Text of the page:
Book Image

Datadog Cloud Monitoring Quick Start Guide

By : Thomas Kurian Theakanath
Book Image

Datadog Cloud Monitoring Quick Start Guide

By: Thomas Kurian Theakanath

Overview of this book

Datadog is an essential cloud monitoring and operational analytics tool which enables the monitoring of servers, virtual machines, containers, databases, third-party tools, and application services. IT and DevOps teams can easily leverage Datadog to monitor infrastructure and cloud services, and this book will show you how. The book starts by describing basic monitoring concepts and types of monitoring that are rolled out in a large-scale IT production engineering environment. Moving on, the book covers how standard monitoring features are implemented on the Datadog platform and how they can be rolled out in a real-world production environment. As you advance, you'll discover how Datadog is integrated with popular software components that are used to build cloud platforms. The book also provides details on how to use monitoring standards such as Java Management Extensions (JMX) and StatsD to extend the Datadog platform. Finally, you'll get to grips with monitoring fundamentals, learn how monitoring can be rolled out using Datadog proactively, and find out how to extend and customize the Datadog platform. By the end of this Datadog book, you will have gained the skills needed to monitor your cloud infrastructure and the software applications running on it using Datadog.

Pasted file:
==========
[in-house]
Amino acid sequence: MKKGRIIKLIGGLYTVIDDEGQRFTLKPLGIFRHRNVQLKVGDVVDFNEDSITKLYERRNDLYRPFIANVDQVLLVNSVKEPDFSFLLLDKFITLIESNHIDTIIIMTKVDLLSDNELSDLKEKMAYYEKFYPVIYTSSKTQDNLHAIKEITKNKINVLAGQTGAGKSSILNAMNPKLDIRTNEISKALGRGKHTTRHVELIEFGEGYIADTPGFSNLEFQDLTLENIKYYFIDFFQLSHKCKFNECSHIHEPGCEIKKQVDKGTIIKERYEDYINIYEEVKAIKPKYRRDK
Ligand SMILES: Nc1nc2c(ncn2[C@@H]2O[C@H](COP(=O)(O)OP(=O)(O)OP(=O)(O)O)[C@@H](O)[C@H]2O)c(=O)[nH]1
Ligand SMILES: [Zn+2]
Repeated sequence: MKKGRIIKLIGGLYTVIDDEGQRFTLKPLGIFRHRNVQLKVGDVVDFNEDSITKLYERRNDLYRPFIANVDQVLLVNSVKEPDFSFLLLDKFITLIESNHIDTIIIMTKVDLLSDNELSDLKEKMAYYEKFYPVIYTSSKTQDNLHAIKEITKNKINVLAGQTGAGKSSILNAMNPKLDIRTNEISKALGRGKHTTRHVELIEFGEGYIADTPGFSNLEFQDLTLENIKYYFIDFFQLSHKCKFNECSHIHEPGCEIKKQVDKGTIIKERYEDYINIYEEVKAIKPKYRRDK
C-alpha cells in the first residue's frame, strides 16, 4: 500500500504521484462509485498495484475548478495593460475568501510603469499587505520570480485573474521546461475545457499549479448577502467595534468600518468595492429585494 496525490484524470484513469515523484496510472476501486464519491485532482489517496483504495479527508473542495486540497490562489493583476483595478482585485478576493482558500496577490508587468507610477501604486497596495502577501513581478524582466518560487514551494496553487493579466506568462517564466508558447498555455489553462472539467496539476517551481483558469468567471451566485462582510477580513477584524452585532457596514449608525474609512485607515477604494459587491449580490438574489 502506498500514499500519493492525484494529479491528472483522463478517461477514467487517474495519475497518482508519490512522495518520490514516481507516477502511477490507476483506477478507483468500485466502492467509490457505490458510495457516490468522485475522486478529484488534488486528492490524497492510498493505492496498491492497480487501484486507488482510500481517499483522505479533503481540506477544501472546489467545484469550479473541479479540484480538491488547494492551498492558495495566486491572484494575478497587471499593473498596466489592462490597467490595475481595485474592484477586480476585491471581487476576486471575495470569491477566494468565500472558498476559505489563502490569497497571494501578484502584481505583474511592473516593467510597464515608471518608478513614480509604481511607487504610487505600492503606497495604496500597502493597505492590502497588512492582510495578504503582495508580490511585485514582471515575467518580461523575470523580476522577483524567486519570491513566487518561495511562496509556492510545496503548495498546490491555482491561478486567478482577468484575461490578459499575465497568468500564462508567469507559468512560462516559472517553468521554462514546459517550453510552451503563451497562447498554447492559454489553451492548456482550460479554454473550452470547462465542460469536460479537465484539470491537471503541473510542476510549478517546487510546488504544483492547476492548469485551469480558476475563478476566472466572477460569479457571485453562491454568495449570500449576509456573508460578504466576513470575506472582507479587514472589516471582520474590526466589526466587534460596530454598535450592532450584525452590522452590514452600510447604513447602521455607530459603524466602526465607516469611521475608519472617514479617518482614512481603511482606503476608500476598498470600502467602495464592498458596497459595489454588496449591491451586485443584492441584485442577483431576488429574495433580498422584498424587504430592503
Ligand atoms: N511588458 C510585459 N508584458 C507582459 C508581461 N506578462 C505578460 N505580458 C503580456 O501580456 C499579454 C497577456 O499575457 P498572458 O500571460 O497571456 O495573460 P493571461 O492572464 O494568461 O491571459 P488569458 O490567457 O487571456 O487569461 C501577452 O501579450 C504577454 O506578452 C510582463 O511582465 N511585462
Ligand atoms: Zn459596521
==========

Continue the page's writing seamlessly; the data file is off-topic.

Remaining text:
Table of Contents (19 chapters)
Section 1: Getting Started with Datadog
Section 2: Extending Datadog
Section 3: Advanced Monitoring

Monitoring Kubernetes

Docker can be used for both packaging and running microservices, and you have seen examples of that in the previous section. However, that is only one of the packaging solutions available for microservices. Kubernetes is a platform for running microservices that are packaged using tools such as Docker. It provides a vast number of features to orchestrate and maintain the deployment of a microservices-based software system. Practically, it can be considered an operating system for microservices.

Kubernetes environments can be set up on a wide variety of infrastructures, starting from your laptop for testing purposes through clusters of several machines in a data center. However, the most popular option to run Kubernetes is using the managed services available on public cloud platforms such as Elastic Kubernetes Service (EKS) on AWS, Google Kubernetes Engine (GKE), and Azure Container Service (AKS). Regardless of the underlying infrastructure, Kubernetes can...